On one side stands the judgment of the Allied governments that defeated Japan in the Pacific War: Japan's tragedy was entirely of Japan's own making. According to the International Military Tribunal for the Far East, Japan's difficulties had been caused in the first instance by a group of twenty-eight "criminals" who had conspired to wage "aggressive war." These included some of the highest military and civil officials of the realm, but not the emperor. The "criminals" were tried and convicted in 1948, the evidence for the charge having been spread on the records of the tribunal. Secondly, according to the Basic Initial Post-Surrender Directive, this "conspiracy" was supported by the elite in nearly all areas of Japanese life. All persons who had held "key positions of high responsibility since 1937" were suspected of advocating "militarism and militant nationalism"; hence, the purge. In the third instance, judging from the reforms required by this same document, the fault lay broadly with the political and social structure of the nation which produced this elite and induced the people to follow it. Specifically, this means that the fault lay in the "feudal and authoritarian tendencies" of the government, which the Constitution of 1947 was designed to correct; in the "military machine," which was dissolved and which included not only the armed forces, but also the munitions industry, the "ultra nationalistic," terroristic, and secret patriotic societies, the religious institutions, such as established Shinto, which were seen as "cloaks" for militaristic movements, and militaristic instruction in the schools and propaganda in the mass media; and in the antidemocratic forces in society. Antidemocratic forces were identified especially as the lack of protection for "individual liberties and civil rights," the lack of "democratic political parties" and of democratic organizations in labor, industry, and agriculture, the concentration of income and the ownership of the means of production and trade in a few hands, and the lack of information about and appreciation of democracies in the educational system and mass media.
Since 1948 neither the conspiracy thesis nor the blanket indictment of Japan's wartime leaders has received much support from Western writers. Robert J. C. Butow perhaps comes closest in his Tojo and the Coming of the War (1961), where he conveys the impression that for Tojo the conviction may have been justified, but his approval is partial at most: in his Japan's Decision to Surrender (1954) he exonerates others. Richard Storry, who also relies heavily on the trial materials in his Double Patriots (1957), directly challenges the plot thesis, but he does not completely deny it when he concludes that the plots and the "incidents" which he describes in the prewar period "conformed very broadly — with the possible exception of the Ketsumeidan affair — to the same general design." On the other hand, most Western writers have been noncommittal, following the lead of the general historians, like Hugh Borton, Edwin O. Reischauer, and W. G. Beasley, who have treated the period in broad summary fashion, stressing trends rather than personalities and simply reporting the verdict of the trial and the conduct of the purge without commenting directly on their validity. James B. Crowley is frankly revisionist. In his Japan's Quest for Autonomy (1966) he declares that in the period from 1932 to 1938 Japan's "political and military leaders," including presumably those held for trial, not only were not engaged in any conspiracy, but also "did not perceive problems and devise politics in terms of a Pacific War. ... They were honorable men, loyal servants of the Throne; they sought what their predecessors had sought, security and prosperity."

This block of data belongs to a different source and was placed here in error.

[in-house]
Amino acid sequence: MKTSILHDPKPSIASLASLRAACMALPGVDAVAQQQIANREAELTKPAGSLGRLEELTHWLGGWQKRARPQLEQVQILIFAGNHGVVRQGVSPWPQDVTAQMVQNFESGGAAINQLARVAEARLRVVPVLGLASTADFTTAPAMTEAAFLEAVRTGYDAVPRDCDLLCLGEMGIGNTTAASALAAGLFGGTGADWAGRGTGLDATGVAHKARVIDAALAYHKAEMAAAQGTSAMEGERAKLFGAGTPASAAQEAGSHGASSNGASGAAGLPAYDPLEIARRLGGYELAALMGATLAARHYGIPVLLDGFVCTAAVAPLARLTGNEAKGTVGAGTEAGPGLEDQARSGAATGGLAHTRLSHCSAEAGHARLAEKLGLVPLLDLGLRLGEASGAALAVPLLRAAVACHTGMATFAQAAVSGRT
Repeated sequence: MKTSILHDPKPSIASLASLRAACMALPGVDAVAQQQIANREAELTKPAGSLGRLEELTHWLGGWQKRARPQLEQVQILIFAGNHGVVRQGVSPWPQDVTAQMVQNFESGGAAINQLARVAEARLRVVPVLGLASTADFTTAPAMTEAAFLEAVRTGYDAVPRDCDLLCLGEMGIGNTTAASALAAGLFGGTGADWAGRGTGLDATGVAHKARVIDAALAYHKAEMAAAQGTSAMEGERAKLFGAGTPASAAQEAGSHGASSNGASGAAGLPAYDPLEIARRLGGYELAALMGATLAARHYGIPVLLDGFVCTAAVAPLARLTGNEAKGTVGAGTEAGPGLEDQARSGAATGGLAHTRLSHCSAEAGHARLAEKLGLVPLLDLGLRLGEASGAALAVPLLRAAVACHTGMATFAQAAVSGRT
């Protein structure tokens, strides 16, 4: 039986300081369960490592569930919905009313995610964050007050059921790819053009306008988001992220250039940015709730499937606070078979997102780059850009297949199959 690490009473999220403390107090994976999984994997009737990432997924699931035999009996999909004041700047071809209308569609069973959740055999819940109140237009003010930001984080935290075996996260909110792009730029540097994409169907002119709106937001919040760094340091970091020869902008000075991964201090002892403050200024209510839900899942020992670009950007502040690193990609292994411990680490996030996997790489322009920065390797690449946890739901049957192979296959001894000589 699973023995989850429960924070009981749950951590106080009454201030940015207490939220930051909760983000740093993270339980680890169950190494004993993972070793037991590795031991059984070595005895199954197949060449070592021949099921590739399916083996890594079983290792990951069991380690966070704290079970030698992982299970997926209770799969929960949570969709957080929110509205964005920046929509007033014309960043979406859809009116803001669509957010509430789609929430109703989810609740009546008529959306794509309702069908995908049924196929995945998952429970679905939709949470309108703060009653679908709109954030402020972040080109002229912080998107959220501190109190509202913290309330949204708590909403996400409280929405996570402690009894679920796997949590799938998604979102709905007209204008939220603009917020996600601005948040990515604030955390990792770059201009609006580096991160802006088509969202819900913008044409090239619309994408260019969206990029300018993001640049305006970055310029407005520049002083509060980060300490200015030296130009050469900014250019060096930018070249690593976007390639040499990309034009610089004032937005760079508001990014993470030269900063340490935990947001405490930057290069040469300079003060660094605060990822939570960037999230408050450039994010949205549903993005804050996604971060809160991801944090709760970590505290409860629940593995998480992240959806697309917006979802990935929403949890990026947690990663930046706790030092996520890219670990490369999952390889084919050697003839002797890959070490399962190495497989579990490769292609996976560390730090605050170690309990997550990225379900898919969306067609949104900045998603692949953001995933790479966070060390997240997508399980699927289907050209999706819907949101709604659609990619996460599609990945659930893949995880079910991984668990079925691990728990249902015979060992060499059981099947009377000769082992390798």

In Japan, the staunchest supporters of the Allied indictment have been the orthodox Marxist-Leninists, the so-called Kozaha or Lectures faction, who have consistently championed the classic 1927 and 1932 theses of the Japan Communist party. To be sure, they have largely passed over the fate of the individuals accused at the trial and the charge of conspiracy. Indeed, the two leading works of this school, the Showashi (History of the Showa Era, 1955) by Toyama, Imai Sei'ichi, and Fujiwara Akira, and the Nihon kindaishi (Modern History of Japan, 1957) by Inoue Kiyoshi, do little more than mention the "conspirators" by name; but, they leave no doubt of their condemnation, not only of those tried, but also of the entire Japanese elite who were purged broadside.
It is not surprising that these works have been criticized as "history without people" and have not yet found a grateful acceptance by most Japanese. The war was a personal thing, a time of grief through which all Japanese have passed, either in their own experience or vicariously in the experience of their fathers and brothers. Surely there is fault somewhere, but, in a land where group responsibility, the virtue of loyalty, and a consciousness of fate have been so interwoven in the sensibilities of the people, there has been a deeply felt demand for an attitude more humane than that of the victors or the Marxist-Leninists, and for a more humane history, one to be sure that will not deny the wrong paths taken, but one which will also build a bridge over the great gulf of defeat, so that surviving Japanese can live with themselves and so that future generations can look back on their ancestors with love and pride or, at the very least, understanding.
Excerpted from Dilemmas of Growth in Prewar Japan by James William Morley. Copyright © 1971 Princeton University Press. Excerpted by permission of PRINCETON UNIVERSITY PRESS.
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Table of Contents
- Frontmatter, pg. i
- Contents, pg. v
- FOREWORD, pg. vii
- CHAPTER I. Introduction: Choice and Consequence, pg. 1
- CHAPTER II. The Bureaucracy as a Political Force, 1920-45, pg. 33
- CHAPTER III. Retrogression in Japan's Foreign Policy Decision-Making Process, pg. 81
- CHAPTER IV. The Failure of Military Expansionism, pg. 107
- CHAPTER V. The Radical Left and the Failure of Communism, pg. 139
- CHAPTER VI. Rural Origins of Japanese Fascism, pg. 181
- CHAPTER VII. The Economic Muddle of the 1920’s, pg. 211
- CHAPTER VIII. Big Business and Politics in Prewar Japan, pg. 267
- CHAPTER IX. Intellectuals as Visionaries of the New Asian Order, pg. 319
- CHAPTER X. Nakano Seigo and the Spirit of the Meiji Restoration in Twentieth-Century Japan, pg. 375
- CHAPTER XI. Ōyama Ikuo and the Search for Democracy, pg. 423
- CHAPTER XII. Japan and Germany in the Interwar Period, pg. 461
- CHAPTER XIII. What Went Wrong?, pg. 489
- CONTRIBUTORS, pg. 511
- INDEX, pg. 515